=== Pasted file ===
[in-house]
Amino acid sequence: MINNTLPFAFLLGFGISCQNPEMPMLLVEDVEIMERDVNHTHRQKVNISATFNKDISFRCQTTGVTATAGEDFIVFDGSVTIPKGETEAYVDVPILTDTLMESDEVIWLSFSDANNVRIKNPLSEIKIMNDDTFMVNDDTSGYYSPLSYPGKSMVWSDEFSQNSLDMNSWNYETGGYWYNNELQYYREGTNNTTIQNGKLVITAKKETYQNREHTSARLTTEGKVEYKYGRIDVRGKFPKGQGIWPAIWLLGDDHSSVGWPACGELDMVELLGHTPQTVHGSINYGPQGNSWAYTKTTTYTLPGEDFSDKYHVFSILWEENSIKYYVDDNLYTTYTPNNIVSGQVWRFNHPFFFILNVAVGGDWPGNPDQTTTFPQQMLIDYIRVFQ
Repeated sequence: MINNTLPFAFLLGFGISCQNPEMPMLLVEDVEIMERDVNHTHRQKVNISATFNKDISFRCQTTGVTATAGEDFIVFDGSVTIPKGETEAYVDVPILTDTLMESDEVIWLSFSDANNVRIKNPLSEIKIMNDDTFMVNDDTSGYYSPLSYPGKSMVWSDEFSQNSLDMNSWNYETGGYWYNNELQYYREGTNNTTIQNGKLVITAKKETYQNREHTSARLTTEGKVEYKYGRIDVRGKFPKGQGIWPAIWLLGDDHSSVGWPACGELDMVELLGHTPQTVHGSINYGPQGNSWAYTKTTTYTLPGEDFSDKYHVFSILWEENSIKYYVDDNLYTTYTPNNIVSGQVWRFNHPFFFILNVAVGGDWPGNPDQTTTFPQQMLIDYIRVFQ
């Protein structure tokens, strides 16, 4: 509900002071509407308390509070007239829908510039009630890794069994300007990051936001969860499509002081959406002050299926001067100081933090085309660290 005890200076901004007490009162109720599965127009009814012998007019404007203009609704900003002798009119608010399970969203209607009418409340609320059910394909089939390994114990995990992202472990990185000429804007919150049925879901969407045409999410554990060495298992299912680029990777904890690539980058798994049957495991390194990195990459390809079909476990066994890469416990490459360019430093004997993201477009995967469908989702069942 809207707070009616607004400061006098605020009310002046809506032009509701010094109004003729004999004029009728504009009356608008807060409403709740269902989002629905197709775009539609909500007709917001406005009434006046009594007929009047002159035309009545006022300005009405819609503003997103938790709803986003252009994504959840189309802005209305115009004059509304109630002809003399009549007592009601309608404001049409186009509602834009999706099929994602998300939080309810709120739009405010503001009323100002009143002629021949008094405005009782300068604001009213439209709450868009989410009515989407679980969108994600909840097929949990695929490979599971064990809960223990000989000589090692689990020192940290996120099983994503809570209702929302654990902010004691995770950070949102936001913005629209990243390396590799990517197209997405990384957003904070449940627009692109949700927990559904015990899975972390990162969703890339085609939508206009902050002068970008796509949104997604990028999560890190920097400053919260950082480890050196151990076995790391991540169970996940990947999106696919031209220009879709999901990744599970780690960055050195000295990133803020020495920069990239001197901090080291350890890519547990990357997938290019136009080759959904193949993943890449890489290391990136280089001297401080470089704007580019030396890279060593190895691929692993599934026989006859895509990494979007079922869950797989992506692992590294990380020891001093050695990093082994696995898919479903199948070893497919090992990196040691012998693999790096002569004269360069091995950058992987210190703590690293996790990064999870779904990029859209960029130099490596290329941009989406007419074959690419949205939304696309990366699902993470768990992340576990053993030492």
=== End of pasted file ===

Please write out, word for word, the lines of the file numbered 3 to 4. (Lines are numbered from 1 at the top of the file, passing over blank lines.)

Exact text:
Repeated sequence: MINNTLPFAFLLGFGISCQNPEMPMLLVEDVEIMERDVNHTHRQKVNISATFNKDISFRCQTTGVTATAGEDFIVFDGSVTIPKGETEAYVDVPILTDTLMESDEVIWLSFSDANNVRIKNPLSEIKIMNDDTFMVNDDTSGYYSPLSYPGKSMVWSDEFSQNSLDMNSWNYETGGYWYNNELQYYREGTNNTTIQNGKLVITAKKETYQNREHTSARLTTEGKVEYKYGRIDVRGKFPKGQGIWPAIWLLGDDHSSVGWPACGELDMVELLGHTPQTVHGSINYGPQGNSWAYTKTTTYTLPGEDFSDKYHVFSILWEENSIKYYVDDNLYTTYTPNNIVSGQVWRFNHPFFFILNVAVGGDWPGNPDQTTTFPQQMLIDYIRVFQ
């Protein structure tokens, strides 16, 4: 509900002071509407308390509070007239829908510039009630890794069994300007990051936001969860499509002081959406002050299926001067100081933090085309660290 005890200076901004007490009162109720599965127009009814012998007019404007203009609704900003002798009119608010399970969203209607009418409340609320059910394909089939390994114990995990992202472990990185000429804007919150049925879901969407045409999410554990060495298992299912680029990777904890690539980058798994049957495991390194990195990459390809079909476990066994890469416990490459360019430093004997993201477009995967469908989702069942 809207707070009616607004400061006098605020009310002046809506032009509701010094109004003729004999004029009728504009009356608008807060409403709740269902989002629905197709775009539609909500007709917001406005009434006046009594007929009047002159035309009545006022300005009405819609503003997103938790709803986003252009994504959840189309802005209305115009004059509304109630002809003399009549007592009601309608404001049409186009509602834009999706099929994602998300939080309810709120739009405010503001009323100002009143002629021949008094405005009782300068604001009213439209709450868009989410009515989407679980969108994600909840097929949990695929490979599971064990809960223990000989000589090692689990020192940290996120099983994503809570209702929302654990902010004691995770950070949102936001913005629209990243390396590799990517197209997405990384957003904070449940627009692109949700927990559904015990899975972390990162969703890339085609939508206009902050002068970008796509949104997604990028999560890190920097400053919260950082480890050196151990076995790391991540169970996940990947999106696919031209220009879709999901990744599970780690960055050195000295990133803020020495920069990239001197901090080291350890890519547990990357997938290019136009080759959904193949993943890449890489290391990136280089001297401080470089704007580019030396890279060593190895691929692993599934026989006859895509990494979007079922869950797989992506692992590294990380020891001093050695990093082994696995898919479903199948070893497919090992990196040691012998693999790096002569004269360069091995950058992987210190703590690293996790990064999870779904990029859209960029130099490596290329941009989406007419074959690419949205939304696309990366699902993470768990992340576990053993030492």